On the other hand, the cases cited by petitioners involve appeals -- not from the MTC to the RTC -- but from the RTC to the CA and from the CA to the SC, for which the payment of appellate fees is indeed mandatory according to the Rules.38 We quote Manalili v. Arsenio and De Leon:39
"Appeal is not a right, but a mere statutory privilege. Corollary to this principle is that the appeal must be exercised strictly in accordance with provisions set by law. x x x
"x x x [T]he payment of the appellate docket fee is not a mere technicality of law or procedure. It is an essential requirement, without which the decision or final order appealed from would become final and executory as if no appeal was filed at all."40
In the instant cases, when the NHA filed a Notice of Appeal on February 22, 2000 -- two days before the appeal period lapsed – it perfected its appeal and the MTC thereby lost its jurisdiction. The MTC therefore acted without jurisdiction in issuing the May 23, 2000 Order and the May 30, 2000 Writ of Execution.
The Filing of a Supersedeas Bond
There is a rationale for requiring a losing party to file a supersedeas bond in order to stay the immediate execution of a judgment in an ejectment case. Such bond is required to assure the payment of damages to the winning party in case the appeal is found frivolous.
In the present cases, the posting of a supersedeas bond is not necessary to stay the execution of the MTC Order. When a case involves provable rents or damages incurred by a government-owned or controlled corporation, the real party in interest is the Republic of the Philippines. When the State litigates, it is not required to put up a bond for damages or even an appeal bond -- either directly or indirectly through its authorized officers -- because it is presumed to be always solvent.41
Thus, it would be unnecessary to ask the NHA to file a bond because to do so would be to indirectly require the government to submit the bond. And the State is not required to file a bond for the obvious reason that it is capable of paying its obligation.42 In any event, the NHA has already paid the appellate docket fees and filed the supersedeas bond as ordered by the RTC, albeit late.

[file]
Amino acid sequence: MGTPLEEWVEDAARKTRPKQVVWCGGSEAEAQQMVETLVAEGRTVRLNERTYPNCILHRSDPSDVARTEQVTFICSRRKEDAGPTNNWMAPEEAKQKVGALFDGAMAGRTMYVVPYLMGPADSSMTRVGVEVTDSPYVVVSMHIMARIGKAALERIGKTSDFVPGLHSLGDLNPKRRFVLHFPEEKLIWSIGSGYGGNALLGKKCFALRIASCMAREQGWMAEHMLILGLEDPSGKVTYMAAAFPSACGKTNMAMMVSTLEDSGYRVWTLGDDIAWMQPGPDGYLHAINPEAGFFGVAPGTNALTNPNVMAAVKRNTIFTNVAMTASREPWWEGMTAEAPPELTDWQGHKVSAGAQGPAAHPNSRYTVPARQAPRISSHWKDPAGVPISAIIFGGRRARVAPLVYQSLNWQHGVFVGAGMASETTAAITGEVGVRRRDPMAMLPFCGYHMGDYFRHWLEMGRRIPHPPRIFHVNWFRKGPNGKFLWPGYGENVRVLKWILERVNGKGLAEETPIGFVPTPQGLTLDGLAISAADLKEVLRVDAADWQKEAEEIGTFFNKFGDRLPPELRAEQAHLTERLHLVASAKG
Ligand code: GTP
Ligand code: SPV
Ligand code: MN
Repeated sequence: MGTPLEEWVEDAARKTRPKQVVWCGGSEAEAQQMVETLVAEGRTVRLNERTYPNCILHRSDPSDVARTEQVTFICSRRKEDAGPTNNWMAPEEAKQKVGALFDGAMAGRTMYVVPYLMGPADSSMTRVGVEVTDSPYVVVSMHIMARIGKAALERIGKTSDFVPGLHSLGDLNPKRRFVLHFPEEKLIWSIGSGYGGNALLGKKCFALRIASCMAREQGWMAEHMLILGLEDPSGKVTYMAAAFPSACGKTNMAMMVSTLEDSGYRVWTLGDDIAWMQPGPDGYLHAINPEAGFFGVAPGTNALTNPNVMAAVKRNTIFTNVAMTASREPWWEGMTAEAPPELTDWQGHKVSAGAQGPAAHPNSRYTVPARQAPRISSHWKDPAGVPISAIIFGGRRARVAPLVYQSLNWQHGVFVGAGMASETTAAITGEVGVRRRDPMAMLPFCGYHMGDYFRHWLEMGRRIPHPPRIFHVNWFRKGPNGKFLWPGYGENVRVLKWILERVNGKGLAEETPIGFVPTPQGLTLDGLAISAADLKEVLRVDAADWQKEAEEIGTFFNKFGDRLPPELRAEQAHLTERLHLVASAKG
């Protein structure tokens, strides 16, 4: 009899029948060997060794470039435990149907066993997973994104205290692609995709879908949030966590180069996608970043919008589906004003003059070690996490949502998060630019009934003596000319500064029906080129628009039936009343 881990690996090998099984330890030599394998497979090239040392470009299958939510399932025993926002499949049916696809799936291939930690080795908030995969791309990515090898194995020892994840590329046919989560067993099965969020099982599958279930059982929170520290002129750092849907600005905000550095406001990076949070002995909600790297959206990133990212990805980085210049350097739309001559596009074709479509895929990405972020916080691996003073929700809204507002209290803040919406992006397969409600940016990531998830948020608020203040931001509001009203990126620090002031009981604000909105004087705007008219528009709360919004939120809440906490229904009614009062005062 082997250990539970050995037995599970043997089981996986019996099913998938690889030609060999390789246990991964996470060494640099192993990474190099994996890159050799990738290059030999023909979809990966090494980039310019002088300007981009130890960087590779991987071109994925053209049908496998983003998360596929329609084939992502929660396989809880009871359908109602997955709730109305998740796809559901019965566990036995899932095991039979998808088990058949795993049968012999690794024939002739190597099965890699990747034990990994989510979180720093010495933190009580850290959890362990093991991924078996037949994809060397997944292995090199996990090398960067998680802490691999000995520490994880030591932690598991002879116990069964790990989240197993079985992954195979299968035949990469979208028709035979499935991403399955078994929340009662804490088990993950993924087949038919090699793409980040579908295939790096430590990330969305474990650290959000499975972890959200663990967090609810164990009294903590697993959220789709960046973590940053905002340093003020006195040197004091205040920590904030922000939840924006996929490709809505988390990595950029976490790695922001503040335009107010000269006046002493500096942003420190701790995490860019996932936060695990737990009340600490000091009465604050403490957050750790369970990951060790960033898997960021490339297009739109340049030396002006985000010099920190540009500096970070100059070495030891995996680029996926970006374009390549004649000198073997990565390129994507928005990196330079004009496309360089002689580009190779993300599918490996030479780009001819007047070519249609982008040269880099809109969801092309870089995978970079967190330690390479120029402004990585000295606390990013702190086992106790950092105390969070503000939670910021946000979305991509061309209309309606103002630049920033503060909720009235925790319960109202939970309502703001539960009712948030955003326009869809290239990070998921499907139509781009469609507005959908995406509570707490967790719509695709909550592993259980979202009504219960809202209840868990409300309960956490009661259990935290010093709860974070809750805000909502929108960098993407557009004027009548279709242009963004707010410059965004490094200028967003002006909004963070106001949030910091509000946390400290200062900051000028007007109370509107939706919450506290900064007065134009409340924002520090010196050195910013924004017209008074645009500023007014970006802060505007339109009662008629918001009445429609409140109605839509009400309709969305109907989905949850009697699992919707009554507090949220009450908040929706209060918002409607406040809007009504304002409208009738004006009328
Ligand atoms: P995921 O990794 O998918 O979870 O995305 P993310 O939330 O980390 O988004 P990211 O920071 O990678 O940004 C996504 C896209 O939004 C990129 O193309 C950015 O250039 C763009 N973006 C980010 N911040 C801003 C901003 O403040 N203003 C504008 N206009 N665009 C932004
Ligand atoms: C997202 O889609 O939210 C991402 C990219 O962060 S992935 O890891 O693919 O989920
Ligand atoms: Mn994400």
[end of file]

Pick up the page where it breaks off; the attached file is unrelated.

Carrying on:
The Award of Rentals
Citing Sia v. Court of Appeals,43 petitioners argue that the MTC may take judicial notice of the reasonable rental or the general price increase of land in order to determine the amount of rent that may be awarded to them. In that case, however, this Court relied on the CA’s factual findings, which were based on the evidence presented before the trial court. In determining reasonable rent, the RTC therein took account of the following factors: 1) the realty assessment of the land, 2) the increase in realty taxes, and 3) the prevailing rate of rentals in the vicinity. Clearly, the trial court relied, not on mere judicial notice, but on the evidence presented before it.
Indeed, courts may fix the reasonable amount of rent for the use and occupation of a disputed property. However, petitioners herein erred in assuming that courts, in determining the amount of rent, could simply rely on their own appreciation of land values without considering any evidence. As we have said earlier, a court may fix the reasonable amount of rent, but it must still base its action on the evidence adduced by the parties.
In Herrera v. Bollos,44 the trial court awarded rent to the defendants in a forcible entry case. Reversing the RTC, this Court declared that the reasonable amount of rent could be determined not by mere judicial notice, but by supporting evidence:
"x x x. A court cannot take judicial notice of a factual matter in controversy. The court may take judicial notice of matters of public knowledge, or which are capable of unquestionable demonstration, or ought to be known to judges because of their judicial functions. Before taking such judicial notice, the court must ‘allow the parties to be heard thereon.’ Hence, there can be no judicial notice on the rental value of the premises in question without supporting evidence.45
In the instant cases, the RTC has already declared that there is no evidence on record to support the MTC’s award of rent. We find no cogent reason to disturb this pronouncement.
Finally, the belated prayer of the NHA for the dismissal of the forcible entry case cannot be granted, because it appealed the RTC Decision to the CA, not to this Court. As a mere respondent in these appealed cases, the NHA is not entitled to any affirmative relief. Besides, we would not want to preempt the CA’s action on the said appeal.
WHEREFORE, the Petitions are hereby DENIED. Costs against petitioners.
Puno, Sandoval-Gutierrez, Corona, and Carpio-Morales, JJ., concur.
1 See pp. 24-39 of the rollo in GR No. 143976; penned by Judge Arturo G. Tayag.
2 Id., p. 51.
3 Id., pp. 52-54.
4 Assailed RTC Order, p. 16; page 39 of the rollo in GR No. 143973.
5 Penned by Judge Basilio Gabo Jr.; see pp. 17-19 of the rollo in GR No. 145846.